in our times.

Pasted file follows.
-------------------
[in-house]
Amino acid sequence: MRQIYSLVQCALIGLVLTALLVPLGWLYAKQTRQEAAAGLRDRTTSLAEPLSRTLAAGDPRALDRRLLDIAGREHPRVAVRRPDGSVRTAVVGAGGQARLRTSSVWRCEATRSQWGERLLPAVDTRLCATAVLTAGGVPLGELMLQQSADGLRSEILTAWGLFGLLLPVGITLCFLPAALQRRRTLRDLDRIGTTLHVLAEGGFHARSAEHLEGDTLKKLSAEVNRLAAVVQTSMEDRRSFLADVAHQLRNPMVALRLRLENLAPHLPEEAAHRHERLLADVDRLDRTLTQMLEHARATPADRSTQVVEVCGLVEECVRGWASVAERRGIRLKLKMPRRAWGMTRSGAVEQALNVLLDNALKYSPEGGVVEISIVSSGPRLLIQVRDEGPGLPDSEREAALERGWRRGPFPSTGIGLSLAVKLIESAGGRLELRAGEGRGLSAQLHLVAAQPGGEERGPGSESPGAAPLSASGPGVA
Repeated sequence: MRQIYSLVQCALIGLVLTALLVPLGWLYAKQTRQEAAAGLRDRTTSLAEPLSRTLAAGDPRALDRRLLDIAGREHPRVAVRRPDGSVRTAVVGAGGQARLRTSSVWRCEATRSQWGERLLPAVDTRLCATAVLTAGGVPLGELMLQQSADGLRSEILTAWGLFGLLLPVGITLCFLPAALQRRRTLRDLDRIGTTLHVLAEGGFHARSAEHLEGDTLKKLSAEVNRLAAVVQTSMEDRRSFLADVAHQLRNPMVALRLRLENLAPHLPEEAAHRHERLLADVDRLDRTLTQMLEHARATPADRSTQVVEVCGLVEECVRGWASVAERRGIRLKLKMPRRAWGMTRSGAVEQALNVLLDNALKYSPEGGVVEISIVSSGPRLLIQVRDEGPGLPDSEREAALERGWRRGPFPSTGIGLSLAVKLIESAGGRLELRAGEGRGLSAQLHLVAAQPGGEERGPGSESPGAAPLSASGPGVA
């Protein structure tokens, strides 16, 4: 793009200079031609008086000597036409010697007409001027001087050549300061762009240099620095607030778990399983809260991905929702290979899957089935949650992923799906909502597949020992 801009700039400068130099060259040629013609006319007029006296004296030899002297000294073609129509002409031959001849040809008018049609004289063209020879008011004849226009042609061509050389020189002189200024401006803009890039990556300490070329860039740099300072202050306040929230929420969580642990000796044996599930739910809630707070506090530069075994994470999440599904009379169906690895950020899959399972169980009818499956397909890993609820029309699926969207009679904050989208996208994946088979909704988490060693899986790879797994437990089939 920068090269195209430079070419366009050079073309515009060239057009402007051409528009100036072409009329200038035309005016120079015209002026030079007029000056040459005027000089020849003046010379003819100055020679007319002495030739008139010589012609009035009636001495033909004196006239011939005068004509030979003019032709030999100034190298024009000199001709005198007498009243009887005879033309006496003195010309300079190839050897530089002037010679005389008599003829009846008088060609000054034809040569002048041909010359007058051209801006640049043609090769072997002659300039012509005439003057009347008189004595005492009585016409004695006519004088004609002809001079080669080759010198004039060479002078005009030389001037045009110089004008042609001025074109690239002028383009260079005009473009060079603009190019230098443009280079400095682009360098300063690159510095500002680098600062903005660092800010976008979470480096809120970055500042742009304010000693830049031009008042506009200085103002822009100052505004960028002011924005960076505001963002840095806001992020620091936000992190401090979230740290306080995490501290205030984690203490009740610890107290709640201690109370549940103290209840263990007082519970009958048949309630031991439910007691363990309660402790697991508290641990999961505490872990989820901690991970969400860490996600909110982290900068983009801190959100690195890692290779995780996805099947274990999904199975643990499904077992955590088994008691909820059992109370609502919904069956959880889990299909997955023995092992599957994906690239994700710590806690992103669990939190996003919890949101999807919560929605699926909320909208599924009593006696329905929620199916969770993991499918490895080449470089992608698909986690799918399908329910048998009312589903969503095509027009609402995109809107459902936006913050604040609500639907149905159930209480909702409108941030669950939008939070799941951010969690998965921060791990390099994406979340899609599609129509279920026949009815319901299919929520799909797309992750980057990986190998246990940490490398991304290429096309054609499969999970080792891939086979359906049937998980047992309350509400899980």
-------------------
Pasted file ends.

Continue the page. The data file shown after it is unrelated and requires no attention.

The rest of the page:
-- Emile McAnany * Communication Research Trends v30-4 * A valuable contribution to the field... Resisting a familiar tendency of scholarship in which a critique of neoliberalism is paired either with Utopian thought experiments [or] with an ennui toward practical action, Couldry's work is refreshingly productive in its scope. The author not only skilfully outlines the problems that are present in the age of neoliberalism, but offers a platform to discuss how scholars and citizens can spur shifts in values in order to move forward towards a more democratic post-neoliberal world today and into the future... Why Voice Matters is a grounded, imaginative and valuable piece of writing that will appeal to a broad-based audience of scholars in the field of communication and beyond. -- Garrett Broad This is an important book... In focusing our attention on the importance of voice, in putting it at the heart of contemporary political and economic change, and in summoning an array of contrasting services, Couldry has done us a very valuable service. -- John Street Nick Couldry sets out a provocative critique of the democratic shortcomings of the neoliberal social order, while offering some compellingly radical arguments for the role of the media in creating new spaces of citizen-government relations. -- Stephen Coleman An important and original book that offers a fresh critique of neoliberalism and its contribution to the contemporary crisis of `voice'. Couldry's own voice is clear and impassioned - an urgent `must-read'. -- Rosalind Gill Nick Couldry has emerged as one of the most brilliant critics we have of neoliberalism and its assault on almost every aspect of public life. What is unique about this book is that it not only understands neoliberalism as an economic discourse but also, if not more importantly, as a profound and powerful mode of cultural politics. This is one of the best books I have read in years about what it means to engage neoliberalism through a critical framework that highlights those narratives and stories that affirm both our humanity and our longing for justice. This book should be read by everyone concerned with what it might mean to not only dream about democracy but to engage it as a lived experience and political possibility -- Henry Giroux